We are gathering stories of all kinds regarding the effects of taking a tour of our Salt Lake Valley Landfill. If you have a story you would like to submit, please email us at email@example.com. Our first inspiring story come from entrepreneur, Michael Whitney:
Back in 2009 I was an enthusiastic student of Salt Lake Community College, president of the French Club, and a very engaged member of SLCC’s board of student service leaders, a group now known as “SLICE”. I have always been environmentally conscientious, and after having seen many documentaries like The Human Footprint, An inconvenient Truth, and Six Degrees Could Change the World, in conjunction with a study of the greenhouse effect and global warming in my “GEOG 1700 – Natural Disasters & Environment Field Study” class, I was aware of the seriousness of the situation and felt that I had a personal moral responsibility to do more to advance conservationism on our only planet.
I spoke with multiple people at Salt Lake Community College, asking why there wasn’t more recycling and was emphatically told that there was no funding for it, that it had been attempted before, and that it couldn’t be done. Thanks to Linnie Spor, “SLICE” had the opportunity to take a tour of the landfill and I was shocked to find that the 550-acre landfill was set to fill up in under 50 years! I wondered if we would end up having to dig the landfill back up to extract resources one day - I was very discouraged. The moment that pushed me over the edge though, was when I was walking into the Student Center and they were replacing the doors with automatic sliding ones, removing the carpet that was still fine in order to lay tile, and putting in some new small couches with signs saying, “Pardon our dust, your student fee dollars at work.” That was the moment when I knew there was indeed funding for recycling, and I was determined to make it happen.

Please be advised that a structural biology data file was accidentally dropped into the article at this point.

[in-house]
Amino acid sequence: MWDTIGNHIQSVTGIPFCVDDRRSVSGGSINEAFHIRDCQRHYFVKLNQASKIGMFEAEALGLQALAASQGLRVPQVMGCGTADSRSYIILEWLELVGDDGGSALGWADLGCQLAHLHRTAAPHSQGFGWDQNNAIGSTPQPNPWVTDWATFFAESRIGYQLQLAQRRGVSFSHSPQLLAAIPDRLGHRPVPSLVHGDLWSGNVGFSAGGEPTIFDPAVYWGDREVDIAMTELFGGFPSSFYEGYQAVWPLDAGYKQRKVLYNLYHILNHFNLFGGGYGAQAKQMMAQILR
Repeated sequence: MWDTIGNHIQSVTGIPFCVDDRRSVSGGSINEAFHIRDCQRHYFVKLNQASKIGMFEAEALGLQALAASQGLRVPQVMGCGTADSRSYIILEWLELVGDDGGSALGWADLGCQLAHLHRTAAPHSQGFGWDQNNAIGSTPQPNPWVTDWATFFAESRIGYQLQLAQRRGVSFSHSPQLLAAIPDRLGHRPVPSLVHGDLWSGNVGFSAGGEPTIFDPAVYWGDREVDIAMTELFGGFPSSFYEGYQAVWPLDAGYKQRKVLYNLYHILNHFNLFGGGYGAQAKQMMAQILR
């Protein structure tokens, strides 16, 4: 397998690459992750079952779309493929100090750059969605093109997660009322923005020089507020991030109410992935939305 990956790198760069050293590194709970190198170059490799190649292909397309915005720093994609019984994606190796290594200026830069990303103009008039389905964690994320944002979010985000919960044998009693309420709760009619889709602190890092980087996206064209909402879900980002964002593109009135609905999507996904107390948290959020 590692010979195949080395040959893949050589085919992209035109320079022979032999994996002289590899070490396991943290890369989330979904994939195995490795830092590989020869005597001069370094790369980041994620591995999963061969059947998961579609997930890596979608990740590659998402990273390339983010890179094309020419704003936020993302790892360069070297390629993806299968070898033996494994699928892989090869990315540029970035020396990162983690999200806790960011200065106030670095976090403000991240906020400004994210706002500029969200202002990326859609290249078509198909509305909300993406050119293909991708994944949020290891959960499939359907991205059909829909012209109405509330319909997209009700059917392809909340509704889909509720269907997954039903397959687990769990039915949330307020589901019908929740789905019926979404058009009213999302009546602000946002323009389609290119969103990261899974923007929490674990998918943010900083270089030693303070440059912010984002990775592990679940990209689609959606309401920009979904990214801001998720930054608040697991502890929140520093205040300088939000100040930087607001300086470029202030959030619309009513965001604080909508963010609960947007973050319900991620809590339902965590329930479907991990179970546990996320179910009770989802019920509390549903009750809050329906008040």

I met with dozens of people. I met with Facilities and essentially asked, “What do you need? Tell me everything that you would need long-term, how many new employees, etc. Tell me everything that cannot be done, and I will take care of making it happen.” I rallied SLICE members, various student groups, and administrators to the cause, we collected over 3000 signatures (most accompanied with student numbers) on a petition to see more recycling. I made an appointment with the Student Fees Board, and presented the petition, the signatures, and gave a relatively doomsday-ish presentation about the need for change…right now.
All of these efforts ultimately added up to a $150,000 allocation of funding to sustainability by the institution. These funds were used to dramatically expand the receptacles around the campus, six new jobs were created for students who collected them, machinery for compacting was purchased, a new vehicle for moving the recyclables was purchased, etc. This is one of my great achievements in life. Because of the support of Facilities, the program is administered in such a way that it continues to grow, and serves as another example that each person can make a difference, that if we do the right things for the right reasons, our combined efforts add up, and that there may be hope for humanity yet if we make sustainability a priority, today.